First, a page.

Paul and Courtney explore the question “Can machines create art?” by exploring the nature of the imagination, creative thinking, and its relationship to art.





What is Imagination?

Broadly speaking, the imagination is “a speculative mental activity” (Kind). It is an activity that is used every day: in decision-making, speculating, empathizing, daydreaming, reading, thinking, and more.


What is Creativity?

It is widely held that being novel and valuable are two necessary conditions for creativity. But most philosophers of creativity think that something else is needed, in addition to novelty and value, to judge something as creative. The two most common suggestions for what else is required are surprise and agency. (see Kind, Boden, Stokes)

How are Imagination and Creativity Related?

Many artists, scientists, and philosophers have noted a tight connection between the imagination and creativity. And while the connection might not be necessary (it is possible to act creatively without imagination), almost always—or at least very frequently the use of the imagination is “a primary (or the primary) means of achieving creativity, even though there might be other means as well.” (Kind)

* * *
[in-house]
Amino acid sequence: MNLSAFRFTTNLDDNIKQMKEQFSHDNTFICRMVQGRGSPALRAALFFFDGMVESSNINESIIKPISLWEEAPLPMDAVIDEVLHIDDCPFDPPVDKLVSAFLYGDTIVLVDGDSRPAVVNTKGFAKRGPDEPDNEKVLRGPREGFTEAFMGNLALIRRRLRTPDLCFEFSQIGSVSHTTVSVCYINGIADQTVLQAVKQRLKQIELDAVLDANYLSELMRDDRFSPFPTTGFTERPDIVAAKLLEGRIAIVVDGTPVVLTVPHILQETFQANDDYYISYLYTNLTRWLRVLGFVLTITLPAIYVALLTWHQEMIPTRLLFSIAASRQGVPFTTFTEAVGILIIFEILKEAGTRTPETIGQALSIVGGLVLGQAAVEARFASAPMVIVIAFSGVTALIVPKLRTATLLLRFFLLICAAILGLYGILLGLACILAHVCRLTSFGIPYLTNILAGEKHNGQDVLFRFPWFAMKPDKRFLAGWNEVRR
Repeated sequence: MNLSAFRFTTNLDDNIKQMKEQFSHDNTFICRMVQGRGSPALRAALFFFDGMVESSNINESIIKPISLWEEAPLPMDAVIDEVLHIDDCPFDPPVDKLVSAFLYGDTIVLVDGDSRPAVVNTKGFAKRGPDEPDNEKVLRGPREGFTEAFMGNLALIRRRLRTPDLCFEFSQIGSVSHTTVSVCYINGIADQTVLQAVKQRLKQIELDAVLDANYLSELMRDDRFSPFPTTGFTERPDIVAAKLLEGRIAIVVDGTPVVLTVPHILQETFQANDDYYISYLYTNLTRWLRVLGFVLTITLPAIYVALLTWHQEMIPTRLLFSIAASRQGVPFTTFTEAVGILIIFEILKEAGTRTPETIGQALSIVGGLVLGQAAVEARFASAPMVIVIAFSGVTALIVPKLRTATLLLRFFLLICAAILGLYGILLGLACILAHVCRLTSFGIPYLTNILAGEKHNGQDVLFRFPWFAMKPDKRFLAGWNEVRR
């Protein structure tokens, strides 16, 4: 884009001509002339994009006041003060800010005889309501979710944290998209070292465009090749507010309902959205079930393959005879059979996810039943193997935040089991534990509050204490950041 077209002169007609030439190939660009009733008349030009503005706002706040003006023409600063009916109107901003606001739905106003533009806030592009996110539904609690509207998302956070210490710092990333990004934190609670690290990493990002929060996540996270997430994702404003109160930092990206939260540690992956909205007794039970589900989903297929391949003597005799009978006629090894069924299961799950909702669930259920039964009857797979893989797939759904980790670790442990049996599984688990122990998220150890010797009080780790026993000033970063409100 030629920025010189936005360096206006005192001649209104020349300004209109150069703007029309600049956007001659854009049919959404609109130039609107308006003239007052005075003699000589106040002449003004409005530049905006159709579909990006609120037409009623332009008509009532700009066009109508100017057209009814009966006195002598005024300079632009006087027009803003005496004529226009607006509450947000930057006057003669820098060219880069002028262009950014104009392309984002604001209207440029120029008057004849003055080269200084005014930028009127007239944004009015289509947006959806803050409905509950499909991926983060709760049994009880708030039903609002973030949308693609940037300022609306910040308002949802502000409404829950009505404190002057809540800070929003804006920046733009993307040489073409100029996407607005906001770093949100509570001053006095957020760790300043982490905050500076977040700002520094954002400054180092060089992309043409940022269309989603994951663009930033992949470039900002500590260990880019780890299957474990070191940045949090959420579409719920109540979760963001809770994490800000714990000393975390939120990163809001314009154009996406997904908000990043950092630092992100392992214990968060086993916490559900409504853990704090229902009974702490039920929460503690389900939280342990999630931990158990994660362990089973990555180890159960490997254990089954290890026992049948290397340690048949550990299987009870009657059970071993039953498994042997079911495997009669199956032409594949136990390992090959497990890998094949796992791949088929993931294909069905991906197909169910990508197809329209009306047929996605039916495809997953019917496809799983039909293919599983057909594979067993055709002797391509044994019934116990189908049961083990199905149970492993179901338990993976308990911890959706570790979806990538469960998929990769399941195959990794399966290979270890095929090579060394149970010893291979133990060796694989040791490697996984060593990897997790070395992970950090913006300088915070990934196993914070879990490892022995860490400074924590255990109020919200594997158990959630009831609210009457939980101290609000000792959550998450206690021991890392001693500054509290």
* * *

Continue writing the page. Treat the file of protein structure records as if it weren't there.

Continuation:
Can We Learn to be Creative?

Can creativity be learned? The answer is yes! We can train our imagination in at least four ways (From Amy Kind):

  1. Through the reading of increasingly more sophisticated (good) stories.
  2. Through the telling and writing of increasingly more sophisticated (good) stories.
  3. Through the appreciation of and creating of art (visual, auditor, dance, etc.)
  4. By engaging in various “imagination-stretching techniques.”


Can Machine’s Create Art?

Here are two reasons to think they will never exercise genuine creativity:

  1. Genuine creativity involves the imagination, and only conscious things can imagine.
  2. Since creativity involves intentional agency, only conscious agents can create.





  • Margaret Boden, The Creative Mind: Myths and Mechanisms
  • K. Chesterton, The Everlasting Man
  • George Eliot, Selected Essays, Poems, and Other Writings
  • “Is Artificial Intelligence Set to Become Art’s Next Medium?” (Dec 2018), accessed at:
  • Amy Kind, Imagination and Creative Thinking
  • Martha Nussbaum, Cultivating Humanity
  • Dustin Stokes, “The Role of Imagination in Creativity,” in The Philosophy of Creativity: New Essays, edited by Elliot Samuel Paul and Scott Barry Kaufman

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